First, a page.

Hotel Humboldt, un milagro en el Ávila HD (English subtitles)

Hotel Humboldt, a miracle on the Ávila The beginning The epic story of the Hotel Humboldt is part of the turbulent history of Venezuela as it was developing halfway through the 20th century during the military dictatorship of General Marcos Pérez Jiménez At that time Caracas was seen by the world as one of the most attractive and most promising capital cities of the continent Its rapid growth and highly original architectural development was converting it into a unique space able to see itself as a peculiar laboratory of the modern world evolving within it The main figures of this historic moment were a new generation of architects engineers and technicians graduating from the Universal Central de Venezuela and the most prestigious centers for advanced studies in the United States Their command of cutting-edge technology allowed an important group of local medium and large-sized construction companies brought about the completion of an urban transformation process helped by the invaluable immigration from Europe fleeing the effects of the Second World War These elements, to which one must add the abundant flow of riches from the oil industry would form part of a very interesting equation that had an impressive effect on the country and exercised a significant influence throughout the 20th century and up until today “In the 1950s Venezuela was a country with a very small population; there were only about 7 million inhabitants in Venezuela, and its oil production was already very significant so the income per capita of the Venezuelans was extremely high. At that time in Europe the only country that exceeded the income per capita of the Venezuelans was Germany. The income per capita in Venezuela was higher than Spain’s, Italy’s, France’s, and if we take into account that these countries are living through an extremely difficult post-war situation, Venezuela became a very much sought-after destination.” This coming together of highly-qualified local and foreign human resources and an economic strength without precedent combine efficiently with the actions of a government that was guided by a sort of essential doctrine that served it as a fundamental support. With the slogan “A New National Ideal” the President of the Republic at the time, Marcos Pérez Jiménez lent particular importance to the transformation and modernization of Venezuela’s physical infrastructure, at the same time strangling any protest or attempt at democratization “Pérez Jiménez takes over the Presidency of the country through electoral fraud and that was when what he called his “New National Ideal” was put into practice, and which actually translated into a proposal to transform the physical infrastructure. Pérez Jiménez, with his extremely practical military way of thinking – if we could call it that – what he wanted was to construct a Venezuela; physically transform Venezuela with aqueducts, bridges, highways, buildings. We should say that Venezuela, the government of Venezuela, as a result of the collection of taxes from the oil concessions, had huge resources, sufficient to carry out this physical transformation, and we have to admit that the government – the dictatorship of Pérez Jiménez – attempted this very successfully in many aspects – and actually implemented that project. A very different project was democracy, a democratic route that was not part of Pérez Jiménez’s plans.” “The city is a political fact. A city is not made by an architect or a town planner; it’s the political facts that shape a city. In the days of Pérez Jiménez there were many, many political facts that came to represent a change in the architecture and in the town planning.” “At the start of the 50s, the impact of construction in Caracas was gigantic, unforgettable. Thanks to the immigration of Spaniards and Italians, Portuguese and Central-Europeans, a construction laboratory was created that the city had never before experienced. This laboratory was a reference point for construction, and not only in Venezuela, in Latin America, and the volume and the quality of the buildings constructed in those days are still here as witnesses of the best things that occurred at that time.” In a very short time Caracas achieves an extremely high level of esthetic and infrastructural development, thanks to that blend of talent, resources and interests. This potential as a country left an indelible mark on the spirit of its inhabitants; A mark that so many years later surprisingly remains, floating in the environment like a sort of vision and hope for the future “Those were years that were brimming with excitement and a Venezuelan architecture that was hugely dynamic. You see, those were the years when, although it’s not exactly understood as architecture but it’s very close, the highway down from Caracas to La Guaira was constructed with bridges, the viaducts, that were designed by the great structural designers of the 20th century; of Eugène Freyssinet, a French structural designer, renowned throughout the world and the work of the Venezuelan architects. And it wasn’t only the State. The State had a very strong presence, the University Campus, the Hotel Humboldt itself, which was a state project, the Centro Simón Bolívar, a very important work of Cipriano Domínguez, also belonging to the State, but also private investment was going through what were exciting times. There’s the Electricidad de Caracas building de Sanabria; There’s one of the emblematic buildings of the city, of the city and of modern architecture, a building that is landmark of modern architecture in the world, which is the Torre Polar and Teatro del Este of Vegas y Galia and very many more…” “And all this architecture left to one side the historic part of the city and was related more to the geography, the weather, light, air and of course with transportation. Caracas, Rio de Janeiro, if you consider the importance of the geography, the views, light, the air – it’s an ideal city.” “There can be no doubt that the process of the construction of a Latin American city comes from the laws of West Indies​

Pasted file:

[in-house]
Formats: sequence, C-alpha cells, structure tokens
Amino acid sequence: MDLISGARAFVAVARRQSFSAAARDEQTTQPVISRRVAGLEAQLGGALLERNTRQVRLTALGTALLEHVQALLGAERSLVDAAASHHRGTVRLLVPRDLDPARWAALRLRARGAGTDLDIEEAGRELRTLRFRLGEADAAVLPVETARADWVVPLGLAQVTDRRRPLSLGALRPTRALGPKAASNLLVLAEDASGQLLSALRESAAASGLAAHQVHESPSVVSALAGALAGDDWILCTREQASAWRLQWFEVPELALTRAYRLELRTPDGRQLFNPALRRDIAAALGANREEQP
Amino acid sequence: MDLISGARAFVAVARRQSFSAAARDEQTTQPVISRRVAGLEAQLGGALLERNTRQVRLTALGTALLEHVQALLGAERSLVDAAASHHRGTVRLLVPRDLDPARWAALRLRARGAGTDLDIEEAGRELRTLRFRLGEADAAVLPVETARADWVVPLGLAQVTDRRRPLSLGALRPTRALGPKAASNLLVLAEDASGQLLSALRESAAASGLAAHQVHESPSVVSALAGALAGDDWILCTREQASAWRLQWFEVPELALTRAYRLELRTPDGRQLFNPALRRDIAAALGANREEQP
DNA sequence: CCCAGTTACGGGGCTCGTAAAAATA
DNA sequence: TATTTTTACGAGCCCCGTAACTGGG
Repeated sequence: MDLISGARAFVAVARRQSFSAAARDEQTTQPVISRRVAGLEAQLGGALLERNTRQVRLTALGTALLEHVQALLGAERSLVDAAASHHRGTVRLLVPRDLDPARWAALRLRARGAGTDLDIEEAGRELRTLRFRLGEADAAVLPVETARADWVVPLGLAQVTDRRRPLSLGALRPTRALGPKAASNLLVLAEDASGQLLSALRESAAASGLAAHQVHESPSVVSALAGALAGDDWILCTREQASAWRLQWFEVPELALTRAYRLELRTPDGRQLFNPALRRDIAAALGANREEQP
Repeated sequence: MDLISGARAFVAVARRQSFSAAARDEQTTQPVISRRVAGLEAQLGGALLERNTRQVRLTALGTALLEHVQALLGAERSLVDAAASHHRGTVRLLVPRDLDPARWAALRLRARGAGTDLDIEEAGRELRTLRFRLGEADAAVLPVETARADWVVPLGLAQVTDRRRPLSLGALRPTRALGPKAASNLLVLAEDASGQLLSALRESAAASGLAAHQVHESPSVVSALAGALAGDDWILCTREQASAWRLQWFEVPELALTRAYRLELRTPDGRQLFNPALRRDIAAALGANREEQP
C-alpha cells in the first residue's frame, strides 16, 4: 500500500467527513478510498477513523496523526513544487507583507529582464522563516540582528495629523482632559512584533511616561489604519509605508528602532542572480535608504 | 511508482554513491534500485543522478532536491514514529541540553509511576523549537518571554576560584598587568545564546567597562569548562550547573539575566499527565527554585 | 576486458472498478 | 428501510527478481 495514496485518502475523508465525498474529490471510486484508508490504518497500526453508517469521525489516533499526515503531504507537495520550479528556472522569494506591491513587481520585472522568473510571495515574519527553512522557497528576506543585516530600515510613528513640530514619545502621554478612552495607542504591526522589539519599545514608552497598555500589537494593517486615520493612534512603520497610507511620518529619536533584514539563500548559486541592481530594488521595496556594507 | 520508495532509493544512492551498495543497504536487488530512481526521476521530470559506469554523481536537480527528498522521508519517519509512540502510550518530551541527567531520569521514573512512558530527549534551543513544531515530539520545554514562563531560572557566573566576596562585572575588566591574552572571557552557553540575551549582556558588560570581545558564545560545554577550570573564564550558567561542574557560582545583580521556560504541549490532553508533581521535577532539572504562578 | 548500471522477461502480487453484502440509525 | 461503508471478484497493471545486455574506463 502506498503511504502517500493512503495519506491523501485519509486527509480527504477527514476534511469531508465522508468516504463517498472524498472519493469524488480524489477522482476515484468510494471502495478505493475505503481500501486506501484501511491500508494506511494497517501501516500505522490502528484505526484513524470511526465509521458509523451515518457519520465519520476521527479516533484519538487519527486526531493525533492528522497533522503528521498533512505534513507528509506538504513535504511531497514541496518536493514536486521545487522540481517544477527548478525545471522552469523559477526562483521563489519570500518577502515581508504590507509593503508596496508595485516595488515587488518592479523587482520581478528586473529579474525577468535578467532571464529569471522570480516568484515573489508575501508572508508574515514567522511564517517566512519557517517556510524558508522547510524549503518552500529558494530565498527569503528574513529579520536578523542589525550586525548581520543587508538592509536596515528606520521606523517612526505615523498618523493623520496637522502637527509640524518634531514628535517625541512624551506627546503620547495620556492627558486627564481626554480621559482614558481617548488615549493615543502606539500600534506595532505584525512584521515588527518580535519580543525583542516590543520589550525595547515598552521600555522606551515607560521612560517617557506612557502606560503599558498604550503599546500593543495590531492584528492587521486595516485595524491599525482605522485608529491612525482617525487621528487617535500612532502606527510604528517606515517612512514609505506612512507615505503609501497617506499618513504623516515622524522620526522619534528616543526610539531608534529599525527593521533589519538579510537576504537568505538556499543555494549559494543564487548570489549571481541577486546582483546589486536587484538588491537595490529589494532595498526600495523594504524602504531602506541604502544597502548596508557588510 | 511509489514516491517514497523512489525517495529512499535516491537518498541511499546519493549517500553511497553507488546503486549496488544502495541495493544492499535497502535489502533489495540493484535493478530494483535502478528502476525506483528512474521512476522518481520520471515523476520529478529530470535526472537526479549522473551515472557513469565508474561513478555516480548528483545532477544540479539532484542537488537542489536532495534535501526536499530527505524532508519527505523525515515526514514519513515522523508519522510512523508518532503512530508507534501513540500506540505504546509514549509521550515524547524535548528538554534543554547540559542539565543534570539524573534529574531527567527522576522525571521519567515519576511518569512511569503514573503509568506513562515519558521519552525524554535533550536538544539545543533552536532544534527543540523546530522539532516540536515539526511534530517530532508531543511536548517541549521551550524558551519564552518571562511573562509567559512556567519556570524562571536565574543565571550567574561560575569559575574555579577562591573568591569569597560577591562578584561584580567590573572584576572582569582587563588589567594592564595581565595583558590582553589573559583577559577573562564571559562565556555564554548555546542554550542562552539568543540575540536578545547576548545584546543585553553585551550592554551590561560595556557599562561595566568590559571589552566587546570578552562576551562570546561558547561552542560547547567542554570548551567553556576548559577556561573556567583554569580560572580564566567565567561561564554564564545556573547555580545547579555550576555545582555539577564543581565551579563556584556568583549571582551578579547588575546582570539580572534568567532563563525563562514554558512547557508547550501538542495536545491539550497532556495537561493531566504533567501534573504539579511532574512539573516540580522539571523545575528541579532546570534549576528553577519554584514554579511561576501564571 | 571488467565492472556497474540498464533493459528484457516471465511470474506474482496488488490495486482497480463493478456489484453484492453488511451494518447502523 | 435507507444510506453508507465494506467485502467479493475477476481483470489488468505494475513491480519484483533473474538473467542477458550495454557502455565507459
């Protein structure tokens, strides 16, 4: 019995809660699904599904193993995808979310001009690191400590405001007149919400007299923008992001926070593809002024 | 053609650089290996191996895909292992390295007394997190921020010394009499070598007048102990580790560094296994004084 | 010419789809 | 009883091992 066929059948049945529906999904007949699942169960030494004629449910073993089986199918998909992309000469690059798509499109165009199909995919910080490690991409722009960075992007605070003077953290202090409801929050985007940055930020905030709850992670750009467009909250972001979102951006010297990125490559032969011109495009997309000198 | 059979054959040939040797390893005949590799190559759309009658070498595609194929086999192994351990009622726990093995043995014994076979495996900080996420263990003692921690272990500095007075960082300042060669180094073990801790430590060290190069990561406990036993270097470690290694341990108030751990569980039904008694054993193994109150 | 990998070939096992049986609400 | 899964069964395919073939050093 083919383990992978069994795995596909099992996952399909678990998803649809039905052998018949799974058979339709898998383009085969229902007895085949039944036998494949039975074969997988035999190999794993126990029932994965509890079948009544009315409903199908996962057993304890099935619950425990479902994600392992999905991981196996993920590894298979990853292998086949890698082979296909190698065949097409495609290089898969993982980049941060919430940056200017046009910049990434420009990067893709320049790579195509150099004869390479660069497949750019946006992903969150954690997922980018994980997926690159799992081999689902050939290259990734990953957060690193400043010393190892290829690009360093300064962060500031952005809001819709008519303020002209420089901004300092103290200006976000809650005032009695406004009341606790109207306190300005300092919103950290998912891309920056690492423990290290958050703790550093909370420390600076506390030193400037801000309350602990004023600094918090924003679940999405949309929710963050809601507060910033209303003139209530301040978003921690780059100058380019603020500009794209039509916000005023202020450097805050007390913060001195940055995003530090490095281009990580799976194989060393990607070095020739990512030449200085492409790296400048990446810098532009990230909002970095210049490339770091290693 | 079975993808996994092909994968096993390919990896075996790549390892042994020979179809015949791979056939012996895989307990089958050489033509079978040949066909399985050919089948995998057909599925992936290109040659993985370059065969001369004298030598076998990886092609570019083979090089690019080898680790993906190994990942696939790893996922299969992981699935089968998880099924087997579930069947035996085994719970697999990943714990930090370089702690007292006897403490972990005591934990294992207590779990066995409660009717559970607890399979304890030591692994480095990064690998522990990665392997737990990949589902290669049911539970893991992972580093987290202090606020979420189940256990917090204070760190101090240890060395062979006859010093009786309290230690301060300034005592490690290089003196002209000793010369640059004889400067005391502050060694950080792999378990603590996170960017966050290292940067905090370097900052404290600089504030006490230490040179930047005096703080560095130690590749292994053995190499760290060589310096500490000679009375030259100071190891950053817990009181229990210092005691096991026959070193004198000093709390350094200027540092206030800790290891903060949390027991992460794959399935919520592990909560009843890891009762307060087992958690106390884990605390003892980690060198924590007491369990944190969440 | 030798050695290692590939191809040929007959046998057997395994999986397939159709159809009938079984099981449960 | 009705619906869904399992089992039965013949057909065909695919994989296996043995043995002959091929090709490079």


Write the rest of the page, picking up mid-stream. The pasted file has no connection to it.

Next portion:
but which is at the same time driven by conquest which is no more nor less than reproducing in Latin America the inheritance of the Mediterranean city. Now, at the end of the 40s, the Latin American cities, and very particularly Caracas begin to suffer a fracturing of their Colonial matrix and enter into a new scale where networks, highways and buildings strategically positioned in the topography are going to burst open, are going to reconstruct or deconstruct a new and different structure to the one they inherited from the Colonial model.” Now Caracas decides to challenge its physical surroundings with the intention of dominating it and begins to move away from the center, from the Plaza Bolívar, from the Spanish tradition to join the geography and conquer it. “The architects are educated, trained to come up with new ideas The authorities are interested in creating new conditions. The economic needs; or the economic possibilities, the possibilities of transportation; everything’s going to plot against this city that’s been there for three centuries, in such a way that this model is practically abandoned.” So it is that although districts like El Silencio still represent an important link with tradition, the Centro Simón Bolívar, with its audacious spaces and sturdy towers thus becomes the symbol of a new Caracas. transformed by the presence of a robust modernity. For its part, the Hotel Humboldt is to become a kind of metaphor of the conquest of the challenges presented by the rocky geography. This project demonstrated once and for all the capacity, genius and spirit of adventure of a new generation without any limits to its expression. “The Hotel Humboldt is an extraordinary lighthouse that opens onto that gigantic landscape of the Coastal Mountain Range. It’s on the very edge of the Saddle of Caracas and the Avila and Pico Humboldt. It looks down on the Caribbean; it looks inwards to the Valley of Caracas and it’s installed right in the middle of a huge park of 78,000 hectares. That Caribbean nature; that situation of being in a strategic location 2,600 meters above sea level staring around 360° lends it a condition which is at the same time unique, unrepeatable, installed in a landscape that defines it as the proverbial icon of the city of Caracas.” COUNT VLADIMIR DE BERTREN Yet in the midst of this great effervescence of construction, where did the idea of constructing a hotel on the top of a mountain come from? Who had the idea of looking up at the top of the Ávila and proposing such a daring plan? In 1952 there arrived from the Republic of Argentina Count Vladimir de Bertren This strange man, originally from France, had been bornin the Russian city of Derbent. His family was part of the European nobility installed in the court of the Czar. They had been living in Russia for two generations, a situation that lasted until 1922 when as a result of Russia’s October Revolution they had to flee and return to their country of origin. After completing his education in France as an engineer he joined the air force and Count Bertren fought in the Second World War as a fighter pilot and for his distinguished conduct in combat France awarded him the Legion of Honor. As a result of his knowledge and interest in cable car transport systems Count Bertren installs himself in the city of Caracas with a fixed idea in his head. After confirming that the time was ripe for plans like his and that the Ávila had the perfect conditions for installing a cable car for tourism he decided to approach the government and propose his project. “In 1953, when I was the Minister of Public Works, I gave an audience to Mr. De Bertren who proposed to me the installation of a cable car in the Ávila. But since I didn’t know the Ávila, the only way I could form a clear idea as to the viability of the cable car he was proposing was to climb up to the top in order to be better informed about whether it was a good idea and thus suggest it to my President. Once at the top I realized that the effort had been worthwhile because of the amazing view of the Valley of Caracas and the modern and thriving city that was extending along it.” Seduced by Bertren’s idea, Minister Bacalao Lara immediately appointed Engineer Gustavo Larrazábal to lead this project and undertake the necessary studies. GUSTAVO LARRAZÁBAL – Engineer, Minister of Public Works, Coordinator of the Construction of the Cable Car System and the Hotel Humboldt “Dr. Julio Bacalao Lara, who was Minister of Public Works called me in to his office to present me to Mr. De Bertren who was the one who had the idea of building a cable car from Caracas to the Ávila and that I take charge of conducting all the studies concerned and then the construction.” Count Bertren’s original idea was to construct the cable car to go directly from Caracas to Naiguatá Peak However, after making the required studies, it was decided to undertake the work in stages. “We were going to build it in four stages. The first stage was from Caracas to El Ávila; the second stage from El Ávila to the Coast; the third stage to Los Castillitos; and the fourth stage was up to Pico Naiguatá which was the highest peak of Caracas.” And so it was. On June 1, 1954, the President of the Republic approved the entire project submitted by Bacalao Lara which also contemplated the construction of a hotel. “In June 1954, Minister Bacalao Lara commissioned me to go to Europe with Mr. De Bertren, more particularly to the Alps to study the different types of cable cars in the area of the Alps, in France, Switzerland, Italy and Germany. Once we’d conducted the preliminary study and checked which constructors were available to build the cable car it was decided to award the contract to the firm of Ernest Heckel.” Once the manufacturer of the equipment had been selected for the cable car system studies were continued in order to determine its characteristics and exact location of the stations, taking into account the nature of the terrain. “Once we’d made the topographical studies, it was decided to award the construction project of the Ávila terminal to Precomprimido Compañía Anónima and the Passenger Terminal in Caracas to Técnica Constructora.” In parallel, the base camp is installed on top of El Ávila to begin the construction work while other different measuring activities were taking place, and a trail was being constructed about 3 m wide, cutting through the steep slopes to arrive down to Caracas. Along this track and using towers the cables were put into place that would connect both stations. The Maripérez Station would be located at 995 meters above sea level, while the upper station would be at 2,105 meters “It was decided to widen and improve the road between Galipán and Caracas, which already existed, in order that it could be used to move the equipment and materials required to construct the terminal in El Ávila.” “It was almost like a mountain pike with steep slopes and many curves and the only paving was the mountain itself. We gradually improved this primitive trail. On many occasions I had to up in a powerful Unimog jeep which I myself drove until I had command of the route. The Germans, with their traditional skills, installed the towers of the first service cable car which would enable them to take up all the pieces of the system.” The original idea of building a hotel on the summit had arisen during the first visit that Pérez Jiménez made to the place where the works were planned to take place. “The Minister of Public Works, Bacalao Lara, decided to invite the Planning Minister, the President of the Republic and the Governor of Caracas and a series of authorities to go up with him, So we went up to the summit and from there at the top, along the whole ridge to the spot where the terminal is now.” There was a superb view of Caracas that none of these people had seen before. So, up there, talking, in principle someone commented that a hotel should be built with, I don’t know, 800 rooms, a very big hotel.” The President of the Republic took up this idea, and once the construction of the cable car system had begun the team from the Ministry of Public Works dedicated themselves to developing the project of the hotel that would be built on the top of El Ávila. The young architect Tomás José Sanabria was selected to design it who at that moment enjoyed considerable prestige thanks to the success of his first important work which was the building of the headquarters of La Electricidad de Caracas. Sanabria had studied at Harvard University where he was a disciple of Walter Gropius German architect an city planner, founder of the famous school of design, Bauhaus. TOMÁS SANABRIA – (1922-2008) – Architect of the Hotel Humboldt and the Upper Station “I went up with Gustavo Larrazábal for the first time to have a look at the land. I’d never been at the top of the Ávila. It took us quite a few hours. I think it was about ten hours to get up there and the emotions unquestionably rose as we went up. We took all kinds of things with us because we’d been told that the snakes in the Ávila were very dangerous, you know, the coral snakes so we took all kinds of anti-ophidic serum; we took tents, everything and after all this effort we got to the top and it was covered with cloud so I felt enormously disappointed because after all that effort not being able to see anything was a bit frustrating. But suddenly, suddenly, completely unexpectedly the clouds disappeared and that marvelous view was revealed over Caracas which is truly impressive. Caracas at that time was small, yet the lights we could see from up there were amazing and that inspired me; I think it was the greatest moment of inspiration for the concept of the Hotel Humboldt.” As a result of that experience Sanabria sketched out a first idea that was presented to the President during a further visit that the head of state made to the top of the Ávila accompanied by his ministers and most important officials. “When he climbed up with all the personalities, all the ministers so that I could show him the first ideas and sketches that I’d made, actually in a very direct way without complications, I went straight to the point and explained what I thought about it. When I showed him the sketches and the plans that I’d taken with me feeling very sure of myself I said ‘I think (and still today I continue to think) that the only way that a hotel like this in this site could be maintained economically would be by planning a casino. And he immediately replied ‘In my government there will never ever be a casino’. So that was a cold shower but I accepted and carried on speaking and as far as the bedrooms were concerned I think there should be very few and what I’ve planned is this.. some 13 bedrooms that look out onto sea, towards the area of Galipán. He said ‘No, no, no, Mr. Architect. Listen we’re building the Hotel Tamanaco which will be the hotel that’s 1,000 meters high in Caracas. There will be, the architect Malaussena was preparing the projects for the coastal hotel which will be the hotel zero meters. Both hotels will have many many rooms so this will be the hotel at 2,000 meters which will have to have at least 300 or 400 rooms.” These two observations meant that the young and talented architect went back down to the city rather unhappy and disappointed. Nevertheless, in the face of this challenge Sanabria invited the engineer Oscar Urreiztieta to participate in the work as the person in charge of making its structural calculations OSCAR URREIZTIETA – (1928-2008) – Structural Engineer of the Upper Station and the Hotel Humboldt “Questions of fate, I say. I was intensely tied up in preparing the zoning of Caracas and was consulting hundreds of engineers and architect about what could be done in their respective areas and Tomás (Sanabria) came over to me and asked me if I wanted to collaborate with him in the project of a hotel to be located on the peak at the top of the Ávila. Well that was an irresistible opportunity for me. I’d been studying the theory of structures and mathematics for years and years and I could easily use this in preparing this project and I simply said to him yes, when do we start.” Urreiztieta received his engineering degree from the Catholic University of America and then revalidated at Universidad Central de Venezuela. Among the postgraduate degrees obtained were those of mathematics at the prestigious Courant Institute of New York University, apart from a solid professional training. Urreiztieta commanded well the latest theories of structures,. rational mechanics, elasticity and torsional analysis His contribution to the Humboldt Project was vital in the generation of the mathematical and physical models which were transformed thanks to the genius of Sanabria into the construction plans of the works. “The structural part was essential in this work. I had the concept but I didn’t know how to make it. Fortunately I had the chance to meet an extraordinarily intelligent structural engineer, who was Oscar Urreiztieta and I would say that thanks to him I was able to construct the hotel because the land was minimal, there was no way, I had no way of thinking structurally what I’d conceived spatially…” “If I hadn’t shown him the structures, maybe he wouldn’t have had the concepts. When I told him we could make shells 24 meters across without a single column and he said wow, then let’s create spaces like that! We can make series of arches right up to the shells at the top. We can make suspended mezzanines – because that type of structure allows you to do that so we started to do those things; he assembled them in his design.” Influenced by this valuable interchange of ideas of the highest level between the engineer and the architect at the same time driven by a government that was eager to achieve this monumental work allowed Sanabria to present, in a very short time, the final project, which was immediately approved. “In December that year the study of the functional distribution of masses and style was presented to the President for the construction of the Hotel Humboldt.” While the architect continued with the design work for the hotel, he was presented with a parallel project which allowed him to extend the original scope of his work. “Gustavo Larrazábal said to me ‘Tomás, something has to be done because the cable car equipment is about to arrive, ‘ which was the equipment that was to go from Maripérez to the top of the Ávila, which is the other extreme of the summit, to the west, and from there down to the coast and it was from that point that the special cable car was coming that was to supply or feed the hotel. I went to see the site; he told me the conditions, which were going to be the arrival platforms from Maripérez and the way out down to the coast and I had to dedicate myself to designing that part that I called the public areas.” Like all the projects of the extraordinary plan of the works of the Office of the President of the Republic developed in the 1950s, the construction of the cable car system was executed very quickly and very efficiently Working between 18 and 24 hours a day, the installations began to rise and the 6 towers that would support the cables. To facilitate the rapid ascent of the materials, the service cable car was used with its lifting capacity of 4 tons. By this same provisional line and using special cabins, up to 8 people could go up or down at the same time thus facilitating the inspection of the works’ progress. On December 11, 1955, the President of the Republic conducted a partial inauguration of the first stage of the cable car but the opening to the public did not take place until 4 months later. The length of the trajectory was 3,360 meters to overcome a difference in altitude between both stations of 1,100 meters. Halfway up, in the area known as Papelón there was a station for tensioning the cables which allowed passengers to alight and take excursions. The cabins could carry up to 28 passengers and could travel at a maximum speed of 7.5 meters per second which allowed for a complete ascent in about 8 minutes. In January 1956 the tender specifications for the construction of the hotel are published FRANCISCO MASTROPAOLO – Vice President of Constructora Eneca, S.A. “Nobody thought it could be built in the specified term – which was very short for both the work and the type of work involved. So much so that my brother, (Giovanni Mastropaolo) President of ENECA S.A., our company, made a bet with Juancho Otaola for a considerable sum of money that yes, it could be done and in the established time frame This bet was, if you like, the stimulus to dedicate all possible interest and efforts of the company at that time ..and so it was. The risk taken by ENECA to participate in this work, influenced greatly in its being awarded the construction of the second stage of the cable car system which went from the Ávila down to the coast. this work consisted in the installation of all the equipment of the cable car and the 3 respective stations Galipán, San José de Galipán and El Cojo in Macuto “While the contract for the Hotel Humboldt was being drawn up, the second part of the Ávila cable car was tendered or rather the cable car down to the coast, when we were there with equipment, personnel and problems! At the site we were selected for the construction of that section of the cable car for which we had to bring in specialized personnel and also use a lot of equipment that we already had in place at the site.” On Wednesday, May 16, 1956 a pneumatic drill pointing into a huge rock perforated the top of the mountain with its typical noise to symbolize the beginning of the construction of the hotel. Conscious of the huge challenge facing them due to the complexity of the work and the inhospitable nature of the site due to the difficult access and the deadline that had been established, the Mastropaolo brothers took a series of strategic decisions before starting. The first of these was to create a work group of 600 people, totally new and independent of all their other works in progress using all the talent available and it was decided to work for 24 hours per day in two shifts of 12 hours each. “We began the work faced with the challenge that many of the people needed for its construction, for its advance were not available in the country; so we had to look for technicians and special equipment to take on the job in the circumstances and in the place where it was going to be constructed.” The structural and technical planning and selection of cutting-edge equipment was added to the choosing of immigrant workers from many different places who, together with local talent and Venezuelan labor turned out to be crucial for undertaking what seemed to be an almost crazy adventure. The best Italians, particularly for construction work, above all for the handling of concrete. The Portuguese were best, particularly, for the timber work, carpentry, formwork; the Spanish were very good for the ironwork, bending structural steel, etc., etc.; they were very good at that; and the Venezuelans were magnificent operators of machinery.” The work schedule established to control the execution times of the work indicated that by the 40th day, the whole structure or skeleton of the tower had to have been raised which consisted of 11 radial columns, a central one, and their respective girders and plates, otherwise it would be impossible to finish the hotel within the deadline that had been set. On the 37th day following the start of the work this had been completed and a Venezuelan flag was waving on the last floor, emphasizing the achievement. A few months later and after consuming 40 million kilos of different materials and investing 2 million effective man-hours the miracle had been achieved and Giovanni Mastropaolo went along, enormously satisfied, to collect the bet he’d made. “199 days after beginning the work we were able to meet the deadline and deliver on the 199th day all the works functioning with all their accessories and also the cable car from the coast.” The Hotel Humboldt. On December 29, 1956 the President of the Republic, accompanied by his executives and special guests conducted the formal inauguration of the works. For the first time the Hotel shows off to its visitors a very special splendor, design and architectural function. The access to the hotel is via the cable car system, articulated with the area of the lobby. The spaces of the lobby include four main vaults. The first covers the area where the guests check in; the second vault surrounds an expansive social area and there, adapted to its curves one can appreciate an attractive acoustic ceiling with a Kinetic design and next to this there is a third vault from which a large part of the floor of the lobby is suspended by means of tensioners. This area is intended for small groups, separated from the previous space by a wide flat floor with two chimneys which condition the temperature of both spaces. The fourth vaulted area protects a long corridor which articulates the hotel’s check-in area with the hall with the elevators of the tower containing the rooms and the main staircase which connects with the ground floor. On the ground floor there are the service areas of the restaurant, bar and dance floor, known as La Boite originally planned as the site of a future casino. The restaurant is the most important space of the lower floor and has a three-tiered floor with a vaulted roof, covered on the inside with acoustic checkered tiles. From the vaulted room hang the illuminations, designed by the Architect Sanabria together with the Catalonian artist Abel Vallmitjana. The bar has a sunken area for the fireplace and chimney. The dancing area has a revolving floor surrounded by the seating area and has a secondary kitchen. On the ground floor there’s a beauty salon and a barber’s shop, apart from the main service kitchen both for the restaurant and the guests of the hotel, and in the service basement there’s the acclimatized swimming pool, protected by a concrete vaulted roof and glass enclosures. The pool is surrounded in its upper part with a mezzanine and from there you can appreciate the different gardens, designed by the Brazilian landscape architect Roberto Burle-Marx The 70 rooms, divided among 14 floors were designed as suites consisting of a sitting room, bedroom, bathroom, dressing room and balcony. On the top floor there’s the Mirador (Look-Out) Bar with two open-air terraces which allow you to gaze and take in the views of the city and the coast. EPILOGUE “The Hotel Humboldt is an architectural experience, a reference, in the Latin American context. It is related to the incredibly interesting architecture and experiences achieved by Félix Candela in Mexico City or Oscar Niemayer and Lucio Costa in Brazil. It inherits all the new technologies that came from an Italian way of thinking led by Gio Ponti and particularly by Pier Luigi Nervi. Behind all this was Sanabria’s background because Sanabria was an architect who was inspired by the inheritance of Le Corbusier and the inheritance of Mies Van Der Rohe. So we’re standing before a building that’s a model; we’re in front of a building that displays a theory, a manifest of the architectural thoughts of its day and of modernity. Apart from being an autonomous experience, a laboratory of architecture, technology, aesthetics and functionality, the Hotel Humboldt was an instrument; a political instrument tied to the megalomania of a statist way of thinking which wanted to convert Caracas into a laboratory. So the Hotel Humboldt was, together with other buildings, an emblematic element, of prestige; of prestige in technology, the prestige of freedom, the prestige of modernity, the prestige of sheer scope of internationality and of the great technological documents of its time, embracing the politics of state with an image of freedom and understanding of contemporaneity with its great architectural and artistic achievements.” On December 29, 2013 the Hotel Humboldt is 57 years old. During this time it has been a zenithal insignia of Caracas and a contradictory metaphor of the country. It underscores our ability to achieve when we bring together our vocation to work, sufficient resources and exceptional talent when undertaking a project. Yet it also underlines our tendency to fall into laziness, reckless spending and lack of respect for the professionals and workers who can make a miracle come true. Following its inauguration it only operated for just four straight years and never served as a hotel for more than nine. There have been reopenings and closings as it was misused, under-used and stripped bare without any mercy whatsoever. This documentary and the book that it is inserted in represent our cry of hope for a time in a brighter future when its terrible past will not be repeated.